Wendy Hart: Instead of wondering how kids are doing on state assessments and whether a school is “good” based on the assessment scores, we need to be asking what are these assessments supposed to be measuring and how do we know they really are measuring what they claim?
The Pioneer Institute released a report co-written by Mark Bauerlein, R. James Milgram, and Jane Robbins that reviews Massachusetts new academic standards.
The UK is investing heavily in textbooks used in schools in Shanghai, China; perhaps the United States could benefit by looking at their methods as well.
Barry Garelick: To overturn students’ “doing without knowing” reformers have created students for whom “understanding” foundational math is not even “doing” math.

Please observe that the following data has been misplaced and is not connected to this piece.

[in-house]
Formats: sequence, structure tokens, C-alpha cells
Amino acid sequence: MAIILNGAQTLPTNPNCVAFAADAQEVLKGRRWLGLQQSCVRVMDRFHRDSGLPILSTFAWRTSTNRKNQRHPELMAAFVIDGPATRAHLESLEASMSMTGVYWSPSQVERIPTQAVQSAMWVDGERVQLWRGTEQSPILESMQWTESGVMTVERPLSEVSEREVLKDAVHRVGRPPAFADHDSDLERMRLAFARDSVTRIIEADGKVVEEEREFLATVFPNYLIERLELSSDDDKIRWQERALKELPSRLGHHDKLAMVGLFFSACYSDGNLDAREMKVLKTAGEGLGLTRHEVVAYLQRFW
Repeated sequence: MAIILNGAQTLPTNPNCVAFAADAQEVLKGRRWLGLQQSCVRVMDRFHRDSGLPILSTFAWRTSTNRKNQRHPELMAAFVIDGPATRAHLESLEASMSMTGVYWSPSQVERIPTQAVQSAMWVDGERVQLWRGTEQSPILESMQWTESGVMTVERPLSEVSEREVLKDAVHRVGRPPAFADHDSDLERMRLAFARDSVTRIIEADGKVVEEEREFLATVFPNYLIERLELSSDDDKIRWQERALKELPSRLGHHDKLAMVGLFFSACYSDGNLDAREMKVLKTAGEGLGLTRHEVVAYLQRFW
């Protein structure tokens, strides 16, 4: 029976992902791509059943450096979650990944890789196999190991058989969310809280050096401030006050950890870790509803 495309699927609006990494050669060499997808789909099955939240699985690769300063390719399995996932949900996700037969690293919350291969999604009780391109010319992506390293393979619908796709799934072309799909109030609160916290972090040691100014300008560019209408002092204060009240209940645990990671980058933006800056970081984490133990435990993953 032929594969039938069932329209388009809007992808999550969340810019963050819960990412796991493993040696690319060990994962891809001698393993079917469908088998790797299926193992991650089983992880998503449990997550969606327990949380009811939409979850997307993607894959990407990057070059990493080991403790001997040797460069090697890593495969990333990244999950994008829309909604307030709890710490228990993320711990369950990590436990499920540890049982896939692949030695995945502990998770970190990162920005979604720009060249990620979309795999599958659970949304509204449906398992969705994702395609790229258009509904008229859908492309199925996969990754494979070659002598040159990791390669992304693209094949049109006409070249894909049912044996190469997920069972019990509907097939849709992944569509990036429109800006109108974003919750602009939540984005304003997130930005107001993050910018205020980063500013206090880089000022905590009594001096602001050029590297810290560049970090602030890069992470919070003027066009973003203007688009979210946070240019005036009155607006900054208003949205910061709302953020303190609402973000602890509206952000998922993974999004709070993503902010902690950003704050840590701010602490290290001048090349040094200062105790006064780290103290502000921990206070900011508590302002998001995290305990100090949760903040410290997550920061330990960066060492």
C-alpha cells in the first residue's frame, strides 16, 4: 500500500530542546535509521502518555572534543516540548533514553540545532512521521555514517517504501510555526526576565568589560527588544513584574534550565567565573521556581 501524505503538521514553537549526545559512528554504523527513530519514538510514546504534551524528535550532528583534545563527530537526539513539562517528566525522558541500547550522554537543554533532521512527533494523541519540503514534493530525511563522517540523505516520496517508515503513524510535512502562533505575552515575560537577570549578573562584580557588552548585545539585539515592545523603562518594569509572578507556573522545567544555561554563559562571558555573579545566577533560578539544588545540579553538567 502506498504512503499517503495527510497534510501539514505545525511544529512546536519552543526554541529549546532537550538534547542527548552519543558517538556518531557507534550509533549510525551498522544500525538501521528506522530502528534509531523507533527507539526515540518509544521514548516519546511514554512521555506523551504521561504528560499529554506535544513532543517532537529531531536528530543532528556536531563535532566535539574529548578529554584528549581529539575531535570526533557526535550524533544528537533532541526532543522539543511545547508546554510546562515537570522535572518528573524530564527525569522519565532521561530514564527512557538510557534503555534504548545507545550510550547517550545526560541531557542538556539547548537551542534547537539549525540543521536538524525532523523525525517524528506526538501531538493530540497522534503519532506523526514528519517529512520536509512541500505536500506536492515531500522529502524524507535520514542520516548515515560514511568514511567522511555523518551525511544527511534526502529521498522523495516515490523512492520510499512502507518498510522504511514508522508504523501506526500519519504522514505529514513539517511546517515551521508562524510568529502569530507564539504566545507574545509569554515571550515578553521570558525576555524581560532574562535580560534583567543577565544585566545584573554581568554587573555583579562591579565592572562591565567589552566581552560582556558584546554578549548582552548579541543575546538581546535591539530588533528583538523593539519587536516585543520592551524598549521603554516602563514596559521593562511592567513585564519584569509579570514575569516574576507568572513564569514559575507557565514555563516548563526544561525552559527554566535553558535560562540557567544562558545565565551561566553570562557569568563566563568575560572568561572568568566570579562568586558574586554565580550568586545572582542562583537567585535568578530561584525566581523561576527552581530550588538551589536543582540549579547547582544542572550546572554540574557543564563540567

Jane Robbins: Since Common Core architect David Coleman took over as president of the College Board, the scandals or at least embarrassments have come fast and furious.
Wayne Bishop, a professor of math at Cal State University Los Angeles, explains the problem of shifting to make multiple choice assessments more verbal.
The EdReports.org gave poor reviews to four out of the first five Common Core math textbooks they reviewed, and they are funded by the Gates Foundation.
Shane Vander Hart looks at some of the results of the Fordham Institute’s recent survey of K-8 math teachers addressing Common Core Math.
Jay Matthews at The Washington Post wrote another piece about the crisis in our nation’s math instruction under Common Core.
The American Principles Project Foundation has just published “Common Does Not Equal Excellent.” Focusing on the K-8 Common Core Math Standards.